There was the top 5 of elites, then a group of 9 - the next group. We all generally know of each other and the consensus is we will target a sub 2:20 marathon, though no one really said it to me. I wasn't racing for another 2:21 today, it would either be a 2:19.xx or bust! The first 10km was fairly controlled and only just on pace. Not to worry just yet, but the course is a bit slower in the second half. I'd say however long it takes you to run 500 metres. So for us, around 90 seconds slower for the same effort. So when we hit 21.1km in 1:10.15, I said to the guys in the group that we needed to get to work. This was going to be easier said than done. I hadn't felt amazing at all, but I didn't feel bad either.
Our pace went from (based on my watch splits of around) 3:20/km (16:35 for 5km) down to 3:14/km (16:11 for 5km). What was I doing? I hadn't done much training at that pace. It just felt like "my pace" so I just rolled with it. By 28km I was now running by myself and had broken free from the group of quality state level runners. By 32km, straight after the Fitzroy street climb, I felt the start of cramp in my right hamstring. Soon followed by a faint feeling, much the same as the 2015 Melb mara. "Shit", I said to myself. Not again, "I was doing so well. Why today"?! This was the most difficult section of the course and the slight hills were proving a mighty challenge. Once I got through the back section of the Tan track, it was only 4km to go. Can I hold on. Keep this pace and sub 2:20 will be waiting for you, I kept telling myself. 41km in, my right calf nearly cramped. "Shit", just let me finish I told my body. I never once felt like I was going to run my goal time. My body was a ticking time bomb of cramps, fainting or vomiting.
Once I entered the "G", I thought it was touch and go. Right on the cusp of 2:19 and my finishing lap would make the difference. Once I could see the finishing clock, I finally realised I was going to be a 2:19 guy. "Fuck yeah!" A goal 6 years in the making had finally been achieved. And all on the course that had started my marathon career. An event that I had many humbled me many times before. To make this run even sweater, I came in 5th place and 2nd Victorian across the line. Say what!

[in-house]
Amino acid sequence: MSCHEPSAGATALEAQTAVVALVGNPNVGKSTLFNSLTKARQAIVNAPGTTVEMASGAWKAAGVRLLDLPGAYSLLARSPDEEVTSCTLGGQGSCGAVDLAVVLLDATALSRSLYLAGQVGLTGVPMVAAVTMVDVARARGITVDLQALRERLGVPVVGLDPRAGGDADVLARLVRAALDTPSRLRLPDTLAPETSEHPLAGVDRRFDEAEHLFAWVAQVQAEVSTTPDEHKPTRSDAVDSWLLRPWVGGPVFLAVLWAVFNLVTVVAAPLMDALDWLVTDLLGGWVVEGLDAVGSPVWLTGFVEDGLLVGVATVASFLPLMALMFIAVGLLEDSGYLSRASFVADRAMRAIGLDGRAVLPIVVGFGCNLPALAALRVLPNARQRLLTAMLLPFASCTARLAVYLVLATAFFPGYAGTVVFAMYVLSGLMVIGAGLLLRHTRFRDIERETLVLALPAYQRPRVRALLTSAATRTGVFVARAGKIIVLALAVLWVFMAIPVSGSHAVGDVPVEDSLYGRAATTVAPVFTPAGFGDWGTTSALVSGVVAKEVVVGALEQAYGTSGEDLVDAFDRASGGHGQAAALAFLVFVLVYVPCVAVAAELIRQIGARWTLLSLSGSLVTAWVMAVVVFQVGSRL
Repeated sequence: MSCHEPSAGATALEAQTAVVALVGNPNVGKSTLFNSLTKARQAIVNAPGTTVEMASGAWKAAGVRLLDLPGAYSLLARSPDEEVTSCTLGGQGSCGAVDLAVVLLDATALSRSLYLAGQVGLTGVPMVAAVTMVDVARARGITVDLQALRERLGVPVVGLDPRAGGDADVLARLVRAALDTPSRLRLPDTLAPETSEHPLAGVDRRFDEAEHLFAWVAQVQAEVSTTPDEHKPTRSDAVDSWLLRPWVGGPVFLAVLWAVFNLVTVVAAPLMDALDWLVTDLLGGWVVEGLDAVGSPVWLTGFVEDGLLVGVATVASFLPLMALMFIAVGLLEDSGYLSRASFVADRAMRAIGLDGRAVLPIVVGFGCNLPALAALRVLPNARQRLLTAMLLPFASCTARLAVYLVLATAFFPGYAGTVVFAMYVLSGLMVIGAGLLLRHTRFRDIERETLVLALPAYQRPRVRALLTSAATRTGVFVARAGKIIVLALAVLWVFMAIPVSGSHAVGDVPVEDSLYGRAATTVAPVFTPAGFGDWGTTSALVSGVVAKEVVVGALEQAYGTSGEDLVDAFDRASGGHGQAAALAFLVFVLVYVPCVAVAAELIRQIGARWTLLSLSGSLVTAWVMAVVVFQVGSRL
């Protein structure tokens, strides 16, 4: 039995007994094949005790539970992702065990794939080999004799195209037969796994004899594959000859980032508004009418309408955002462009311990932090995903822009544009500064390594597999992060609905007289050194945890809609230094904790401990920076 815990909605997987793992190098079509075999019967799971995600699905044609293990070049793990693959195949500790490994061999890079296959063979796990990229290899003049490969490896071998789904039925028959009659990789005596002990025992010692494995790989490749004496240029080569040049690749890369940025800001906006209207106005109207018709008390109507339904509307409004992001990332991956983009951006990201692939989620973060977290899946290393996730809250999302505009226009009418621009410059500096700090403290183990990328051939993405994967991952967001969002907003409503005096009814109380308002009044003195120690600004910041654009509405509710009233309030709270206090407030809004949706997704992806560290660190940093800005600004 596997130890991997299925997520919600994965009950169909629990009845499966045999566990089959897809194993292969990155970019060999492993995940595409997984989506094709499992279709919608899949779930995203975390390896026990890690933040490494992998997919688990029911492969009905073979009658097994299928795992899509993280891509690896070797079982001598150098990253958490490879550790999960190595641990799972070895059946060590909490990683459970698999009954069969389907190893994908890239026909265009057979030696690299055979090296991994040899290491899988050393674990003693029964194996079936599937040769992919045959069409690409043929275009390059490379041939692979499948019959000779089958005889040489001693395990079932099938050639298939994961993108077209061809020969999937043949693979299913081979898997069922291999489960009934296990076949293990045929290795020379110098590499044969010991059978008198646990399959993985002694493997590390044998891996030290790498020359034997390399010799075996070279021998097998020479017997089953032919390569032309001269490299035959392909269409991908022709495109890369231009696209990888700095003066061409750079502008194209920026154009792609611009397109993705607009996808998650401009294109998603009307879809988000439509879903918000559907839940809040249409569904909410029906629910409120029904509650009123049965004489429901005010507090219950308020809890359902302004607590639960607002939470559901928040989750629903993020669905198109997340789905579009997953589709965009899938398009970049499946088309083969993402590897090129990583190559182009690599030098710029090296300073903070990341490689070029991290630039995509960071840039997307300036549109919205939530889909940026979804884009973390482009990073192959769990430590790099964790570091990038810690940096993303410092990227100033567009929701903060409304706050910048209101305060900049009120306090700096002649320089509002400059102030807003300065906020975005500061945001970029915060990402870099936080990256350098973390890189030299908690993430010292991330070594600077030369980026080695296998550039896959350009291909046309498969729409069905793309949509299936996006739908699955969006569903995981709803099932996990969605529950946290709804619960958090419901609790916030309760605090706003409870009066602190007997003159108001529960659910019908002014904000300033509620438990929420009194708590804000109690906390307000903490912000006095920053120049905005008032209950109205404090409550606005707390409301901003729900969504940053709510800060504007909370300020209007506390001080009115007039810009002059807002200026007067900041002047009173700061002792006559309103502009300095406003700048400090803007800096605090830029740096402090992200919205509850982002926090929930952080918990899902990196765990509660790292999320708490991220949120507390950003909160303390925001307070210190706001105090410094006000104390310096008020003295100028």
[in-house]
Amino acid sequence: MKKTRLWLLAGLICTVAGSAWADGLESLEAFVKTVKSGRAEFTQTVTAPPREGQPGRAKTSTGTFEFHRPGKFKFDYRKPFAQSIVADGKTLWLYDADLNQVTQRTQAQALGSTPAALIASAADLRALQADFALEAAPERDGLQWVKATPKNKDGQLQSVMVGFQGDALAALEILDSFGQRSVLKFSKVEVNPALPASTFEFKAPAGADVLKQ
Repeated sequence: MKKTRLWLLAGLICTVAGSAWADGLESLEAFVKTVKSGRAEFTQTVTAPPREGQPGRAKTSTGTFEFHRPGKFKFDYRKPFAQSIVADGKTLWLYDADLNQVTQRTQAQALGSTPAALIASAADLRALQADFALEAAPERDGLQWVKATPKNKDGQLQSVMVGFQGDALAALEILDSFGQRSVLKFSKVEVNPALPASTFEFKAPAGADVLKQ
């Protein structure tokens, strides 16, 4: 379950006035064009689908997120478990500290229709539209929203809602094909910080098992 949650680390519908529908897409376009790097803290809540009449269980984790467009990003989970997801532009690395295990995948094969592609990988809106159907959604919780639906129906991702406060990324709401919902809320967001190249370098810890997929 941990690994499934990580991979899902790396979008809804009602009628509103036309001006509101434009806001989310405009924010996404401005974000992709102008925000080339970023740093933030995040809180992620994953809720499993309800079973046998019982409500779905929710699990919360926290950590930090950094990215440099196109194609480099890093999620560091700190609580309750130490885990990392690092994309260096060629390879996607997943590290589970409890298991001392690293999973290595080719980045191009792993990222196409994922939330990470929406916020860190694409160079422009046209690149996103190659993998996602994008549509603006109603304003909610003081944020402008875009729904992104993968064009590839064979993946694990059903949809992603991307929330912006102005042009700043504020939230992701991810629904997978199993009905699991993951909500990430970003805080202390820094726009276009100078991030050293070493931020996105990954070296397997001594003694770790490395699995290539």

I’m really proud of the fact that I achieved all of this working 50+ hours between 6-7 days per week. There were many late nights into early morning turnarounds. I managed to do it my way, a way that works for me.
Here is the link to my race on Strava.
The next few goals will take a while to take shape. I do know I still want to break the 100km Aussie record which currently stands at a time of 6 hours 27 minutes and 26 seconds. That's 3:52/km. Other than that, 2:18 for the marathon and a few new PB's in my 5km and 21.1km en route. Let's go!
I owe so many thanks to so many people.
To my amazing drinks handler, Clint Perrett (Evolve run coach and good friend), thank you.
The workers and volunteers who helped make running events come back. Thank you, without your efforts, we would still be doing postcode runs!
The Evolve family who inspired me to train hard and lead by example, doing the same sessions at 6am every Tuesday and Thursday mornings. Also to those who also train at 4am in every weather system imaginable, you guys rock!
My partner, Jacquie, who has put up with all of my struggles through every single lockdown. You continued loving and supporting me through it all. Thank you from the bottom of my heart.
The other athletes who without, I wouldn’t have the opportunity to test my limits. Without competition, there are no boundaries being tested. Thank you.
I’d also like to congratulate the finishers and winners across all of the events over the weekend. From first time 5km runners, experienced marathon runners, podium finishers, we are a one community.
To my supporters who, without, I wouldn't have the platform to do what I love. Check them out and support great business.
Hoka Australia. The best shoes, gear and ethos I could ask for. You guys align with my values as an athlete and as a person. Those Rocket X shoes are the real deal, too.
Hammer Nutrition Australia. Your gels, tissue rejuvenator, endurolytes extreme, race caps supreme, race day boost, recoverite and FIZZ kept me injury free, fuelled like an athlete and ready to perform at my best.
Use code DF or EVOLVE for 10% off.
Zero+ Sports Beer. The non alcoholic beer I could drink all through out my training block without the actual alcohol. Not once did I wake up with a hang over or feel guilty for drinking such a great drink. Your support has been unwavering.
Use code DIONSBEER for 10% off.
Bayside Sports Medicine Group. What a great team to work with. From supporting all of my running journeys from day one, providing a place to thrive and help others with their goals. Nearly 5 years down, hopefully many more to go.
Check out our partners page to find more about my supporters.